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 RESEARCH ARTICLE
Year : 2014  |  Volume : 46  |  Issue : 3  |  Page : 286-291

Targeting oxidative stress attenuates trinitrobenzene sulphonic acid induced inflammatory bowel disease like symptoms in rats: Role of quercetin


1 University College of Pharmaceutical Sciences, Kakatiya University, Department of Pharmacology; Vaagdevi College of Pharmacy, Warangal, Andhra Pradesh, India
2 Departments of Pharmacology, NMT Gujarati College of Pharmacy, Indore, Madhya Pradesh, India
3 Roland Institute of Pharmaceutical Sciences, Khodasingi, Berhampur,Odisha; Pharmacology Division, University Institute of Pharmaceutical Sciences,UGC Center of Advanced Studies, Panjab University, Chandigarh, India
4 Roland Institute of Pharmaceutical Sciences, Khodasingi, Berhampur,Odisha, India

Correspondence Address:
Dilip Dodda
University College of Pharmaceutical Sciences, Kakatiya University, Department of Pharmacology; Vaagdevi College of Pharmacy, Warangal, Andhra Pradesh
India
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Source of Support: None, Conflict of Interest: None


DOI: 10.4103/0253-7613.132160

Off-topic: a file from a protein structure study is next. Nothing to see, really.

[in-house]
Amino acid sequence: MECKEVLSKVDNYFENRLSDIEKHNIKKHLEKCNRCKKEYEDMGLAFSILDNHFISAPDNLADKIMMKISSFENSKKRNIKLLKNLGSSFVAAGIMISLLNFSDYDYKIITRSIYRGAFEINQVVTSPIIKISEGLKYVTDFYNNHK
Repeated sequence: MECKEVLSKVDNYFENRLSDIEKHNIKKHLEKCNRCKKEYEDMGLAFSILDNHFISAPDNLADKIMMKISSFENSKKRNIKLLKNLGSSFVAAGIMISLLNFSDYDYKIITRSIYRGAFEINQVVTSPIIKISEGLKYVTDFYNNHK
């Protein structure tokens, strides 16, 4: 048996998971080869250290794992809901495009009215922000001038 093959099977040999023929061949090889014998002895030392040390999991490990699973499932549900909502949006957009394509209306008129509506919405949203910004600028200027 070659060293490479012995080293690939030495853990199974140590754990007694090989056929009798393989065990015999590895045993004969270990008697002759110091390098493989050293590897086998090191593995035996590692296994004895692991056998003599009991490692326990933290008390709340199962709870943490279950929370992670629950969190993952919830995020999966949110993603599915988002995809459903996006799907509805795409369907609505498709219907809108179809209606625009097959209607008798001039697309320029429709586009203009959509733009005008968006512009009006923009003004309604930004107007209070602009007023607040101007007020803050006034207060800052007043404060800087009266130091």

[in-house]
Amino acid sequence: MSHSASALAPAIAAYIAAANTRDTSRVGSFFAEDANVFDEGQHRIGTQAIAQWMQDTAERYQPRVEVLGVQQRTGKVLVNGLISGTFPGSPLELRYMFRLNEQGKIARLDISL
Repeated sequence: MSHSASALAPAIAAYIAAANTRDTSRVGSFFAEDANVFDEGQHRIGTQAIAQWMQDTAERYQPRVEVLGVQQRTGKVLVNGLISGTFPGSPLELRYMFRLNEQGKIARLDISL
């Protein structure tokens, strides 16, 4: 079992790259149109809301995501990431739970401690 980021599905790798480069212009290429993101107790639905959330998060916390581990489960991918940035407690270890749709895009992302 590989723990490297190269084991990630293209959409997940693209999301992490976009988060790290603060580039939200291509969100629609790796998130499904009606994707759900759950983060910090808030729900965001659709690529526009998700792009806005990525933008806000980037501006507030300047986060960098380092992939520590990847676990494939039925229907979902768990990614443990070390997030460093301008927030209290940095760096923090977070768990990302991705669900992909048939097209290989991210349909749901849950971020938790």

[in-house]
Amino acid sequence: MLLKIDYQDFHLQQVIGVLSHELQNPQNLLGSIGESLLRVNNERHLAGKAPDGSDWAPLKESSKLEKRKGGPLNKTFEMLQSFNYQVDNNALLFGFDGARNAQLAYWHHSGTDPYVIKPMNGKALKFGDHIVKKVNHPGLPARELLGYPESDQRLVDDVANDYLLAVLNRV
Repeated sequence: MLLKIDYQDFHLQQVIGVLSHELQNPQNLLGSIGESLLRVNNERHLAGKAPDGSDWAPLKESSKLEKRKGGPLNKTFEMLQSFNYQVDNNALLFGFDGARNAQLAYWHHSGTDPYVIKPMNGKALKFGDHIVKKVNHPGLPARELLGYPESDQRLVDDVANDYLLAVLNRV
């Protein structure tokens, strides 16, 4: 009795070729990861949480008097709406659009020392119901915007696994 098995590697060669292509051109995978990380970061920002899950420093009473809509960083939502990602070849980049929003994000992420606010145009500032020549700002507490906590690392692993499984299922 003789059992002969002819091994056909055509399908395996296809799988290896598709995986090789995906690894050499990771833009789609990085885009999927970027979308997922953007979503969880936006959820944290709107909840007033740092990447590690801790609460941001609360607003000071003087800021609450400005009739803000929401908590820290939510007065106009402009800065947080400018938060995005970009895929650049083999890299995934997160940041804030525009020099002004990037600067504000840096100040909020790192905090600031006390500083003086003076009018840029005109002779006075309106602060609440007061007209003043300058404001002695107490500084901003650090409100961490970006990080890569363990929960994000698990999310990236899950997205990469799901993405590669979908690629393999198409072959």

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Objective: This study was aimed to investigate the beneficial effects of quercetin (QCT) against trinitrobenzene sulfonic acid (TNBS) induced clinical, morphological, and biochemical alterations in rats. Materials and Methods: Colitis in rats was induced by administration of TNBS (25 mg dissolved in 0.25 ml of 30% ethanol) 8 cm into the rectum of the rat using a catheter. The animals were divided into six experimental groups (n = 6); naive (saline only without TNBS administration), control (saline + TNBS), standard (sulfasalazine 25 mg/kg + TNBS), QCT (25) (QCT 25 mg/kg + TNBS), QCT (50) (QCT 50 mg/kg + TNBS), QCT (100) (QCT 100 mg/kg + TNBS). Sulfasalazine (25 mg/kg) and QCT (25, 50 and 100 mg/kg) were administered per oral for 11 days and the colonic damage was evaluated in terms of macroscopical (body weight, stool consistency, rectal bleeding, and ulcer index) and biochemical parameters (myeloperoxidase activity, lipid peroxidation, nitrite, and glutathione). Results: Treatment with QCT (50, 100 mg/kg) for 10 days following TNBS administration significantly attenuated the clinical, morphological, and biochemical alterations induced by TNBS, whereas it was found to be not effective at its lower dose (25 mg/kg) throughout the experimental protocol. Conclusion: QCT attenuates the clinical, morphological and biochemical alterations induced by TNBS possibly via its antioxidant mechanism.






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